An overview from Children’s Hearings Scotland on efforts to ensure quality decision-making, the focus on the child at the hearing, and the proper role of legal representatives – and inviting feedback

I became head of Practice and Policy at Children’s Hearings Scotland (“CHS”) last autumn, and in that time I’ve come to really appreciate what goes into the role of a panel member. One of my key ambitions is to develop a more child friendly feedback and complaints process so that we can learn from the experience of all those who attend hearings, and work closely with all our key partners to improve the experience for children, young people and their families.

I have been struck by the scale of what we ask of panel members in terms of the complexity they face in hearings, as well as the need for empathy and their ability to communicate with children and families to encourage them to open up during a hearing. Then they have to evaluate and assess all the information before reaching a decision which they consider to be in the child’s best interests. It’s an incredibly important role, and in my view panel members make some of the most difficult decisions in public life in Scotland.

The children’s hearing system is part of Scotland’s legal and welfare system which combines welfare and justice for children and young people. Established following Lord Kilbrandon’s influential report, which specifically recommended an alternative to court based decision making for children and young people, a hearing is a legal tribunal, and the 2,500 panel members are volunteers who give up their time freely to help make high quality decisions for children and their families.

Children’s hearings are tribunals where children, families, professionals and panel members work together to identify what help children and young people need to reduce offending, protect them from harm and help them achieve their full potential. Panel members make legally binding decisions as to whether compulsory measures of supervision are needed to address risks to children and young people’s welfare and ensure their needs are properly met.

Selection and training

Panel members must be representative of the community they serve, and we recruit on that basis. Our volunteers have a wide range of backgrounds and experience which can add a richness and quality to hearings, while also creating the opportunity for much better insight into the issues facing children and young people who come before a hearing. We recruit every year through a rigorous process which ensures that we select the best candidates. Many panel members have lived experience and we make sure they are encouraged and supported to participate.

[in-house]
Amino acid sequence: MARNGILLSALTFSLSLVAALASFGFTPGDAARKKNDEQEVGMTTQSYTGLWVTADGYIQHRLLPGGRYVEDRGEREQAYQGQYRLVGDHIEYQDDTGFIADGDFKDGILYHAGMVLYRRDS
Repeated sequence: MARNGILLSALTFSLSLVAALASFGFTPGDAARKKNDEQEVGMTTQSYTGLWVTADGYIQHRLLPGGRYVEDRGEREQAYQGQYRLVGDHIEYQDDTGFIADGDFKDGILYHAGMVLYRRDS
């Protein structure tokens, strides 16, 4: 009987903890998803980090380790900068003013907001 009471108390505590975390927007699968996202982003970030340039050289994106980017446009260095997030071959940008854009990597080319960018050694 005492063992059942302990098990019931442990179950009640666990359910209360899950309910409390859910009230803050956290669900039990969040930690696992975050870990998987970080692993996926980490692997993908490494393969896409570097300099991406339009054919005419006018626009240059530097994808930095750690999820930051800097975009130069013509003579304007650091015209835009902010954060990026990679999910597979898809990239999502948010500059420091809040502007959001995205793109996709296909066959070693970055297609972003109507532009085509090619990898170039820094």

Panel members undergo an extensive period of training when they are recruited, culminating in a professional development award verified by the Scottish Qualifications Authority. The training focuses on dealing with the range of complex issues, such as childhood trauma, which they will encounter in hearings. The training ensures they have an appropriate knowledge of the law and procedure and best practice in children’s hearings. Successful panel members are appointed for a three year term, which can be renewed subject to their continued commitment to attend hearings and maintain appropriate skills and knowledge.

Those who are qualified to chair children’s hearings must also demonstrate that they possess sufficient knowledge of the legislation and practice to do so effectively. They must also demonstrate appropriate skills to manage hearings and involve all members in deliberations and decision making.

Child-focused approach

Hearings have to promote equal treatment for all, be fair and open, and ensure that decisions are taken in the best interests of the child. The approach is always child-centred and the ethos of the hearing should allow for that open and honest discussion, particularly making sure the child or young person is able to express their views to the panel, or have their views represented. Hearings should be collaborative and non-adversarial. It goes without saying that those involved in hearings must do everything possible not to cause additional stress or trauma to the child.

Hearings can be stressful for children and their families, and so the focus is very much on facilitating a conversation and listening to the opinions of everyone who attends. In that way, panel members can obtain the information they need to help them make the decision they believe to be in the best interests of the child, which must always be the central focus, even where that sometimes may not be what the child or their family wants.